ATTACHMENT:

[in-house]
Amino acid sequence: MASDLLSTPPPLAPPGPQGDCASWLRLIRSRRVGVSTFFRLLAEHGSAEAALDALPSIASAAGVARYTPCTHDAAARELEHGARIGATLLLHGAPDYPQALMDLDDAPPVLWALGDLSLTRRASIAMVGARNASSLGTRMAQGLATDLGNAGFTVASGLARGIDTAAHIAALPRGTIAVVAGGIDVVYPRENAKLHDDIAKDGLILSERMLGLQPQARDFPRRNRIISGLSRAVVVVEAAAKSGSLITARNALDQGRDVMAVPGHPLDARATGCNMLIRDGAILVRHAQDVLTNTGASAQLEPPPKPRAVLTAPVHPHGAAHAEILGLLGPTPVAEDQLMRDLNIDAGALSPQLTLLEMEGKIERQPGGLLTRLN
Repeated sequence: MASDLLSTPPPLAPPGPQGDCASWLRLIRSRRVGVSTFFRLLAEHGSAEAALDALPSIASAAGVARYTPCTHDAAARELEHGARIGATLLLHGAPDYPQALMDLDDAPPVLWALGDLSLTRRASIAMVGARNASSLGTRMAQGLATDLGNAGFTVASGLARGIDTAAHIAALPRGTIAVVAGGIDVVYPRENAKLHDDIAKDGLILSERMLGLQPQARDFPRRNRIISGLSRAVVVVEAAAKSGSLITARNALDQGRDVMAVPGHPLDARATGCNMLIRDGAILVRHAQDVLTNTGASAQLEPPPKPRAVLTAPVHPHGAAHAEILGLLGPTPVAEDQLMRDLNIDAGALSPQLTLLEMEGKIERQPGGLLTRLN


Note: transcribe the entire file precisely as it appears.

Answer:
[in-house]
Amino acid sequence: MASDLLSTPPPLAPPGPQGDCASWLRLIRSRRVGVSTFFRLLAEHGSAEAALDALPSIASAAGVARYTPCTHDAAARELEHGARIGATLLLHGAPDYPQALMDLDDAPPVLWALGDLSLTRRASIAMVGARNASSLGTRMAQGLATDLGNAGFTVASGLARGIDTAAHIAALPRGTIAVVAGGIDVVYPRENAKLHDDIAKDGLILSERMLGLQPQARDFPRRNRIISGLSRAVVVVEAAAKSGSLITARNALDQGRDVMAVPGHPLDARATGCNMLIRDGAILVRHAQDVLTNTGASAQLEPPPKPRAVLTAPVHPHGAAHAEILGLLGPTPVAEDQLMRDLNIDAGALSPQLTLLEMEGKIERQPGGLLTRLN
Repeated sequence: MASDLLSTPPPLAPPGPQGDCASWLRLIRSRRVGVSTFFRLLAEHGSAEAALDALPSIASAAGVARYTPCTHDAAARELEHGARIGATLLLHGAPDYPQALMDLDDAPPVLWALGDLSLTRRASIAMVGARNASSLGTRMAQGLATDLGNAGFTVASGLARGIDTAAHIAALPRGTIAVVAGGIDVVYPRENAKLHDDIAKDGLILSERMLGLQPQARDFPRRNRIISGLSRAVVVVEAAAKSGSLITARNALDQGRDVMAVPGHPLDARATGCNMLIRDGAILVRHAQDVLTNTGASAQLEPPPKPRAVLTAPVHPHGAAHAEILGLLGPTPVAEDQLMRDLNIDAGALSPQLTLLEMEGKIERQPGGLLTRLN